2 Years ago
Posted : 2012/03/10 10:53 am
Gawker's Ryan Tate got his hands on what he believes are recent financials for Twitter. I assume that his numbers are correct, and applaud him for getting them out there. But I think he's doing a bad job of reading them.
Twitter is the 'biggest blown business opportunity in media or tech,' Tate says, because six years into it, it's losing money, not minting it like Facebook.
It's certainly no Facebook. It probably won't ever be anything like Facebook.
But Tate's numbers do describe Twitter as a rapidly growing media company.
In 2010, the year it started making tentative moves into advertising, it generated $28.5 million in revenue. In the first three months of 2011, it came close to matching all of the previous year's revenue, with $23.8 million. If Twitter's growth rate never budged after that, that would put it on track to do $95.2 million in 2011.
The pace of Twitter's losses appears to have ramped up, too. Tate says it lost $67.8 million in 2010, and another $25.8 million in Q1 2011. Not a huge surprise, given that Twitter has been on a multiyear hiring binge.
So is that bad? Good? Hard to really say without taking a deeper dive into the numbers.
For instance, my hunch is that almost all of Twitter's 2010 revenue came from data-licensing deals, not its ad business, and that most of its 2011 revenue came from ads, not data. If that's the case, then its ad business is ramping even more rapidly than Tate's numbers indicate. But I can't tell from the outside, just like Tate can't.
I do have a sense, based on my own reporting, that Twitter's ad business was pretty much an experiment through most of 2010. 'A work in progress,' I called it back in February 2011.
But if you watch what they've been doing in the last year, they certainly appear to be scaling up. They started pushing more ads, in more places, without any obvious signs that they were losing users as they did so.
And they've recently added a 'self-serve' option for small advertisers. That's a crucial step because it allows them to really pick up the pace of their ad sales (just like self-serve has done for, um, Facebook). It's also a sign that they believe they finally have enough ad inventory to satisfy advertiser demand, a problem that held them back early on.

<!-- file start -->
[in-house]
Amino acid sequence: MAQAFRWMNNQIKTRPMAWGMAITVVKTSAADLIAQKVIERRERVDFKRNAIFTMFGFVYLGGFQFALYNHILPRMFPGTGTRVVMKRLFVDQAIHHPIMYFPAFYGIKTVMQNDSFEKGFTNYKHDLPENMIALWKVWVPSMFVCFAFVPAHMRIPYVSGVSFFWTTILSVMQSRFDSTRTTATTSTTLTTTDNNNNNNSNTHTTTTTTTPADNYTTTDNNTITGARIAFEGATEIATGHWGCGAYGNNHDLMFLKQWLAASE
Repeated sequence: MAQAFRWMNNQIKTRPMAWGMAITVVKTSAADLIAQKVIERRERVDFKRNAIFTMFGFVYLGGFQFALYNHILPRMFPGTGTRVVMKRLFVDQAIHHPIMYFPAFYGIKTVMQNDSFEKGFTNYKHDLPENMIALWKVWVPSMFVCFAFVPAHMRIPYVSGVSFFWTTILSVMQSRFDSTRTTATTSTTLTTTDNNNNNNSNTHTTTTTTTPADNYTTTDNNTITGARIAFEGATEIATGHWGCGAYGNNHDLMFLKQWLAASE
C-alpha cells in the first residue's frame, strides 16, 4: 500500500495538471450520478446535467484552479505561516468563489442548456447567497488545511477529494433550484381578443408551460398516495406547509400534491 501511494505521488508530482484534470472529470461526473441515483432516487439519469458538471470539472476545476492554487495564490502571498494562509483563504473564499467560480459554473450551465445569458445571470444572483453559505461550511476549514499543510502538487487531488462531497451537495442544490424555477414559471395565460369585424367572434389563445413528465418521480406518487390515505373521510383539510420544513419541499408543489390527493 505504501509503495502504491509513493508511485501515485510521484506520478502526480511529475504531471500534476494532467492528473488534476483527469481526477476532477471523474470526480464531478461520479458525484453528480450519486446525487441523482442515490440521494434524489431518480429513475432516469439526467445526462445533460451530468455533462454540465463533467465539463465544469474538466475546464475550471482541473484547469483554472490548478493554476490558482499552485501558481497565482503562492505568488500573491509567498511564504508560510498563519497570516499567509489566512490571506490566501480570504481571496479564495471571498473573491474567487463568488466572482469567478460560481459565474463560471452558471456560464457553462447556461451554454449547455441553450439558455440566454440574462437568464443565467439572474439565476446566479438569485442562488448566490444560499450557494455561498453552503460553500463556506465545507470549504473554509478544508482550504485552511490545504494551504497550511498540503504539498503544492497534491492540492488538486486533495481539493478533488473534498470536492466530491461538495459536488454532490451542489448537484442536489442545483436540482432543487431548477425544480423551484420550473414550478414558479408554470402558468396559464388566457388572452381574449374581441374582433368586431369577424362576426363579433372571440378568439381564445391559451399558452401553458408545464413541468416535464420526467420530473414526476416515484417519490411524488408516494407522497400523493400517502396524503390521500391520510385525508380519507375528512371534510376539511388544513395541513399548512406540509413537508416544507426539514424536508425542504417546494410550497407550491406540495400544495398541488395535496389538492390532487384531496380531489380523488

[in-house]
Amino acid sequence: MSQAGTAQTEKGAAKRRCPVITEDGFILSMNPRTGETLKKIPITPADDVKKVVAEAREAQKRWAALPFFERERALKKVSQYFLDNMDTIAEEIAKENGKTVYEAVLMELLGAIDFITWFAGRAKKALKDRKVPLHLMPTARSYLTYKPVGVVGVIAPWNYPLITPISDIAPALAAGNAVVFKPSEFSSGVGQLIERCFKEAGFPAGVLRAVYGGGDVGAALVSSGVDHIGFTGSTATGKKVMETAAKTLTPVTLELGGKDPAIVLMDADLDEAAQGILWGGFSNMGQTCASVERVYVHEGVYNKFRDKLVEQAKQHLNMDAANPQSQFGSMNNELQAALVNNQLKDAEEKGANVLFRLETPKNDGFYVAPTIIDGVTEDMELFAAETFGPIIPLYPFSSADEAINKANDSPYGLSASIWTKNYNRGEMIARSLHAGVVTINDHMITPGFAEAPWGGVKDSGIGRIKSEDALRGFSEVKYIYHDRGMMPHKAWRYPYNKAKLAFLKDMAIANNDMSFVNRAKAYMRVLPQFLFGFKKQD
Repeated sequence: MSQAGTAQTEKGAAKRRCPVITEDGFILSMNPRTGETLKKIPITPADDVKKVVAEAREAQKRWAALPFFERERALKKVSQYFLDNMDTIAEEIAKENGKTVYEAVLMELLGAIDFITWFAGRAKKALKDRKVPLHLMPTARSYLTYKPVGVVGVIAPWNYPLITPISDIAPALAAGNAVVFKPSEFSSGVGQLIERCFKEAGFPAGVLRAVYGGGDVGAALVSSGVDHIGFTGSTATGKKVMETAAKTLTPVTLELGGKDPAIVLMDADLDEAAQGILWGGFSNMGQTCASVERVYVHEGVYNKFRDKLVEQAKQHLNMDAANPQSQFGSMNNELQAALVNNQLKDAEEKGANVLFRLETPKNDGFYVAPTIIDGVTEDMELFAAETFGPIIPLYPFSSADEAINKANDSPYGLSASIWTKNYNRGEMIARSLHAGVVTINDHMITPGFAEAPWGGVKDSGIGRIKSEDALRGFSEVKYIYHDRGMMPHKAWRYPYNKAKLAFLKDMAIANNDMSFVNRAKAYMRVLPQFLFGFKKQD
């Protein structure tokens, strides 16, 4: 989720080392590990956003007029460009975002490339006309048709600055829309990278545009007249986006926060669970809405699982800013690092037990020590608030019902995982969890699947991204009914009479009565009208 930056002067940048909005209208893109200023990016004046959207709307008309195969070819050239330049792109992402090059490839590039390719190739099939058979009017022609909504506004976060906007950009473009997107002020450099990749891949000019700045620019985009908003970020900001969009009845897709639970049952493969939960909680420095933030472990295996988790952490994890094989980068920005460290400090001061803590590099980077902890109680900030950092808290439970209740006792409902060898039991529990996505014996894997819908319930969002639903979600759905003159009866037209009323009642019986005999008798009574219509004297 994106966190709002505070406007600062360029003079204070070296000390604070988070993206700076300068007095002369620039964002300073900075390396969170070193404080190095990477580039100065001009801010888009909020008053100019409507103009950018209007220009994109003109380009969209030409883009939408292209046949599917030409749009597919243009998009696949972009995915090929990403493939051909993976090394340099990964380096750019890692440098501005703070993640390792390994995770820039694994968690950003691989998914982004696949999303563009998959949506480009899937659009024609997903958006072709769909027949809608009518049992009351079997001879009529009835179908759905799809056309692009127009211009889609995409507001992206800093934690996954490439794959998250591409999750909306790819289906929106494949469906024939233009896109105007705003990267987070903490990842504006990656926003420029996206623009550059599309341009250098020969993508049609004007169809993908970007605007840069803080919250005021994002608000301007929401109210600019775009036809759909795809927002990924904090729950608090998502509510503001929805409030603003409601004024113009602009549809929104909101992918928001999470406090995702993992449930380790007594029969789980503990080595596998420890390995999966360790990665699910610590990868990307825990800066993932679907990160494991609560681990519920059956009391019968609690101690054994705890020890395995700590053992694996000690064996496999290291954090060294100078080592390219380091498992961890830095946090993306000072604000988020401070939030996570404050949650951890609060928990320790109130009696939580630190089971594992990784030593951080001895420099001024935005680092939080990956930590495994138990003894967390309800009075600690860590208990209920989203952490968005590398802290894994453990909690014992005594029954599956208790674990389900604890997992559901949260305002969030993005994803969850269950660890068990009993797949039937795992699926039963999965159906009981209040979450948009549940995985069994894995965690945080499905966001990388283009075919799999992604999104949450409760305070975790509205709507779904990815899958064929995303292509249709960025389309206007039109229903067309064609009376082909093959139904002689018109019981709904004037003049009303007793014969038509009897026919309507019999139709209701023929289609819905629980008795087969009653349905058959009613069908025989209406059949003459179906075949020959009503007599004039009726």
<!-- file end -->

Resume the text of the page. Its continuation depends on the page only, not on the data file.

Given that advertising on Twitter isn't a foregone conclusion at all — unlike Google, it doesn't have an obvious way to figure out what its users are interested in buying, and unlike Facebook and other Web publishers, it doesn't have a lot of real estate to jam with marketing messages — all of that seems pretty encouraging to me. (I really don't like this pay-per-Tweet scheme, though.)
Okay. But what about Tate's argument that Twitter's been at this for years, and has cycled through multiple CEOs in the process? No argument there: Twitter's corporate history has been messy, bloody and confusing to people in and outside of the company.
And Twitter's original founders went out of their way to avoid the ad business for years, presumably in the hope that some less-icky way of generating revenue would show up.
But it's no coincidence that plans for Twitter's ad business started to come together around the time that Dick Costolo left Google and joined the company as COO, back in the fall of 2009. And that they really started speeding up by the time Costolo took the CEO spot in 2010.
Hard to blame current Twitter for the fact that old Twitter didn't want to dive right into the ad business. You can blame current Twitter if they can't build a business that justifies the $8 billion valuation they earned last year. Which, remember, needs to be much more than $8 billion for investors to see a return.
If they do get to that point, it will almost certainly involve a public offering, so we'll all be able to pore over Twitter's financials. And if not, Costolo and company will have much bigger problems than Gawker's report.
Read the original article on AllThingsDigital.com